• Avatar N N ★★★★★ a year ago
    We visited Dr. Kharkhar for treatment regarding my mum - who is a multi-stroke patient and has aphasia. Certain medications were creating complications … More with her condition and Dr. Kharkhar was able to help mitigate the issue. We found him and his approach to be incredibly compassionate, considerate, individualized and patient-friendly. He advice is astute, up-to-date and empathetic. His treatment always comes from a deeply human place and is about seeing how to help the patient and their caregivers feel more at ease. Something that is quite rare and refreshing within the medical community.We feel that he genuinely cares about the patients that he is treating and is always kind and respectful in his communication. Moreover, his admin team is very efficient and prompt and it's a pleasure to deal with them.Would highly recommend Dr Kharkhar himself - though we must say our experience with Nanavati hospital itself has been less than ideal.Hope this helps.
  • Avatar Manish Ranjan ★★★★★ a year ago
    I have been visiting Dr Kharkar for treatment of my father. He is a very friendly doctor. He listens to our concerns with lot of patience. He also explains … More the issue in much greater details. He has really been of great help. My father is much better now.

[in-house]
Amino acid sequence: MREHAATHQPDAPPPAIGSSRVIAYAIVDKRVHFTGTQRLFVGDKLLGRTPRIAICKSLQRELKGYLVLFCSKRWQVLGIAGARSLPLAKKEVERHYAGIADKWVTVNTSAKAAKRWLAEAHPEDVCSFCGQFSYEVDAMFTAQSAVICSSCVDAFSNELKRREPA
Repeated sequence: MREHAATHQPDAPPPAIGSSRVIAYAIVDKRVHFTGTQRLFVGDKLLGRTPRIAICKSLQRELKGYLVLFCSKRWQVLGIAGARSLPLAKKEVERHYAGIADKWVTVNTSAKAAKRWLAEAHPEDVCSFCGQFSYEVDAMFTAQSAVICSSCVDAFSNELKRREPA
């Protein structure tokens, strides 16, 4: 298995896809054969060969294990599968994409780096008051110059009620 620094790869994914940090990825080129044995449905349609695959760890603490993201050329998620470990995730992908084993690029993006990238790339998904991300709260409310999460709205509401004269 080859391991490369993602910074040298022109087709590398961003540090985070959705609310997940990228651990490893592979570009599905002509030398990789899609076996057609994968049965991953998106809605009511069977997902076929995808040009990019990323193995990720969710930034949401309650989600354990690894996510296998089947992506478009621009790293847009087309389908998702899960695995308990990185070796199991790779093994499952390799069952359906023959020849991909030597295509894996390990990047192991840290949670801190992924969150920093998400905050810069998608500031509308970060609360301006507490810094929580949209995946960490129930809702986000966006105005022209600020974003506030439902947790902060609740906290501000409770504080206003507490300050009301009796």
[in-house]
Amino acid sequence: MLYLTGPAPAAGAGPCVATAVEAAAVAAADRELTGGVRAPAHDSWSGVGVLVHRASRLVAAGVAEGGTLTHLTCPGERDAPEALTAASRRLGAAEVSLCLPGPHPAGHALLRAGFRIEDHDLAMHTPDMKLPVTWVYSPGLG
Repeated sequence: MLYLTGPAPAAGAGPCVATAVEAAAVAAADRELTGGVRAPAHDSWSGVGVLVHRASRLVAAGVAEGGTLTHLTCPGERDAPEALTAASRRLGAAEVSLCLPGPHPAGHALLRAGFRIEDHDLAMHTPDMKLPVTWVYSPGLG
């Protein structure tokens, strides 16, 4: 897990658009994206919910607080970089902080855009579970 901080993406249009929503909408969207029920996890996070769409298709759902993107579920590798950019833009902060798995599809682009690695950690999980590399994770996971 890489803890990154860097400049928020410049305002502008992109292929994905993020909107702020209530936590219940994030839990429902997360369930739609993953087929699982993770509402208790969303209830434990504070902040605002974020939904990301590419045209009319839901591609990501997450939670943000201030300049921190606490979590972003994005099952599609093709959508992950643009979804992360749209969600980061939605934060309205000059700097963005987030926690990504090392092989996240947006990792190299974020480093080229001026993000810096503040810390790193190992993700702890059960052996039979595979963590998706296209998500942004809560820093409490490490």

• Avatar Pinakin Shah ★★★★★ a year ago
    One of the best Dr. Gives complete attention and time to listen to patient's history, issues. Explains various options of treatment with pros and … More cons.
  • Avatar Lawrence Castellino ★★★★★ a year ago
    Exceptional experience with an expert,Dr. Kharkar is a knowledge house. It is rare nowadays to find doctors with patience, knowledge, and a flair for … More handling patient’s questions, besides Dr. Kharkar’s bedside manners are exemplary. I am privileged to be treated by such an amazing soul. I have told him and will repeat it here that “I am advancing my move back to India although I am a US Citizen, because I know I am in good hands and will be well taken care of. Thanks Dr. Kharkar for your selfless service!
  • Avatar Hemant Kansara ★★★★★ a year ago
    Great doctor!! Really appreciate.The doctor diagnosed to my sister correctly and start treatment, she has good improvement after taking medicine prescribed … More by doctor as no epilepsy attake. We have good experience with the doctor. Thank you

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Noted as one of the best Neurologists in Mumbai

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Ex-Assistant Professor, University of Alabama, USA